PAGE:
But I am poor and needy: make haste unto me, O God: thou art my help and my deliverer; O LORD, make no tarrying – Psalm 70:5
Meaning of Psalm 70:5
The meaning of the verse, “But I am poor and needy: make haste unto me, O God: thou art my help and my deliverer; O LORD, make no tarrying” is that David is asking God to make haste and help Him. The Bible says that David was a man after God’s own heart and had a special relationship with Him. In this verse, David is crying out to God to help him without delay because God is his only savior and help, and he can depend on no one else but him. In the previous verses of the same chapter, David asks God to turn his enemies away and bless those who rejoice in God. Here, David is a man in need asking God to come to his rescue.
Interpretations of Psalm 70:5
Psalm 70:5 is not a commonly quoted bible verse but is interpreted in different ways by the church and people. Here are some examples.
Interpretation #1 All Christians are needy
The interpretation of the verse, “But I am poor and needy” is that Christians are, in general needy people. The reader believes that David openly declaring to be needy is the reality of every Christian. The Bible encourages believers to come to God and ask for help and protection openly. Also, most churches especially preach on the importance of seeking God in times of need rather than other human beings. The Bible also discourages self-dependence and self-reliance in every aspect and advises on depending or waiting on God.
Interpretation #2 A believer must beg God for help
The meaning of the verse, “But I am poor and needy: make haste unto me, O God” is that every believer’s protocol is to beg God for help when they are in trouble and need rescuing. Every character in Bible had to come to God in times of trouble and request him for help. The character could have been the king of a country or a priest. Their requests were not heard until they came in the presence of God and knelt down to pray. Hence, this makes the reader believe that a Christian has to beg God for help.
Interpretation #3 Pleading and humility please God
The interpretation of the verse, ““But I am poor and needy: make haste unto me, O God: thou art my help and my deliverer; O LORD, make no tarrying” is that it pleases God when his children come pleading to him for help. The Bible says that a humble heart pleases God, and the reader believes that pleading is a sign of humility. It is humility when one accepts that one needs help and is ready to plead and request for it. It also shows that he or she is ready to let go of their need to control a particular situation and let someone else take over, and in this situation, it is God. The reader understands that God likes it and responds faster when he sees his children coming to him and crying for help.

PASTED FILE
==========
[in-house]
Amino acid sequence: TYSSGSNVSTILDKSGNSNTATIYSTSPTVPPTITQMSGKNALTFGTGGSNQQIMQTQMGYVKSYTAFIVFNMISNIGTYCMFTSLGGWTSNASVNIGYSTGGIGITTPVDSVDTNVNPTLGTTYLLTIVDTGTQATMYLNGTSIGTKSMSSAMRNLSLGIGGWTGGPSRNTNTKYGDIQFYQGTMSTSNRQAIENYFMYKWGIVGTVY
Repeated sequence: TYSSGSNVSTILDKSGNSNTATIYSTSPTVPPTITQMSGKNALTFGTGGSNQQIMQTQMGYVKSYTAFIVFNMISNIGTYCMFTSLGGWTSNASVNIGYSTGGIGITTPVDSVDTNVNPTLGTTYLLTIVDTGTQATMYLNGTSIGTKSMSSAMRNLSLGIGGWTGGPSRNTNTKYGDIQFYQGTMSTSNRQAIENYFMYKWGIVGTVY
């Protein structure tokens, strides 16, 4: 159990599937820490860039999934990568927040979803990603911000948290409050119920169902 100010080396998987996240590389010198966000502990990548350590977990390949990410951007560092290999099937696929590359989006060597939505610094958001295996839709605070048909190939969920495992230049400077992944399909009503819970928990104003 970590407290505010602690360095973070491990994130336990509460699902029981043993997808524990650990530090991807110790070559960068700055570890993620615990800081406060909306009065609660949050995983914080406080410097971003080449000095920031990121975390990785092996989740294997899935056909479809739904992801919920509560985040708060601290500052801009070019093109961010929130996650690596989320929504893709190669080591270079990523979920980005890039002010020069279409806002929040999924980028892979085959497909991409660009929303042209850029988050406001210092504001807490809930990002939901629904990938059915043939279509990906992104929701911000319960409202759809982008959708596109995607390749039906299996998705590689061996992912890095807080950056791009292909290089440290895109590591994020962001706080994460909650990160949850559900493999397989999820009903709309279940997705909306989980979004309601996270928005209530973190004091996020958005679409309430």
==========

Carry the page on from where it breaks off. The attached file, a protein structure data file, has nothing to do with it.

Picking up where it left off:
Interpretation #4 God does things in his own time
In this interpretation, the reader believes that God believes in doing things in his own time. A good section of preachers teaches that God does not exist in the same space-time continuum as the world does. He does not measure time as humans do. It is also said that a human’s lifetime is almost like a second passed by for God, who is called the creator of the universe. Hence, when God does something, he does it according to his time and will and not according to humans.
Interpretation #5 David depended on God for everything
The interpretation of the verse, “But I am poor and needy: make haste unto me, O God: thou art my help and my deliverer; O LORD, make no tarrying” is that David was very dependent on God for everything. The reader believes that David was a humble man and sought God’s guidance and help in everything he did. According to Bible, David was a man after God’s own heart. This could be because David always accepted that he was nothing without God. The Bible also shows that David did everything in his life after seeking God’s approval and guidance. Hence, David wanted to share his life example with the readers so he or she could learn from it.
Historical background of Psalm 70:5
The book of Psalms is a collection of hymns and songs largely composed by King David. The Psalms date between the 15th – 13th centuries BC and 400 BC. Most of the psalms have been turned into songs of worship churches sing. This Psalm contains only five verses and is fairly identical to Psalm 40. The title of Psalm 70 says that it is meant to put God in remembrance of his compassion and promises. The fifth verse is the last verse of the chapter, which witnesses David calling out to God in helplessness to come and rescue him as soon as possible.
Literary Devices of Psalm 70:5
The verse of Psalm 70:5 is a cry of need from a man to God. The verse has some notable literary devices. Here are few examples.
Juxtaposition – The verse Psalm 70:5 is a good example of juxtaposition as the author David is pleading to God out of fear and desperation. However, in the second part of the verse, he is confident that God will deliver him from the enemies and help him.
Assonance – The verse has a good use of vowel sounds, and a few are used in repetition. For example, the sound of /a/ in ‘make haste unto me’ and the sound of /e/ in ‘thou art my help and my deliverer’.
Consonance – There is a good use of consonant sounds in repetition, making it a good example of consonance. For example, the sound of /d/ and /t/ in ‘But I am poor and needy: make haste unto me’ and the sound of /l/ in ‘O God: thou art my help and my deliverer’ and the sound of /r/ in ‘my deliverer; O LORD, make no tarrying’.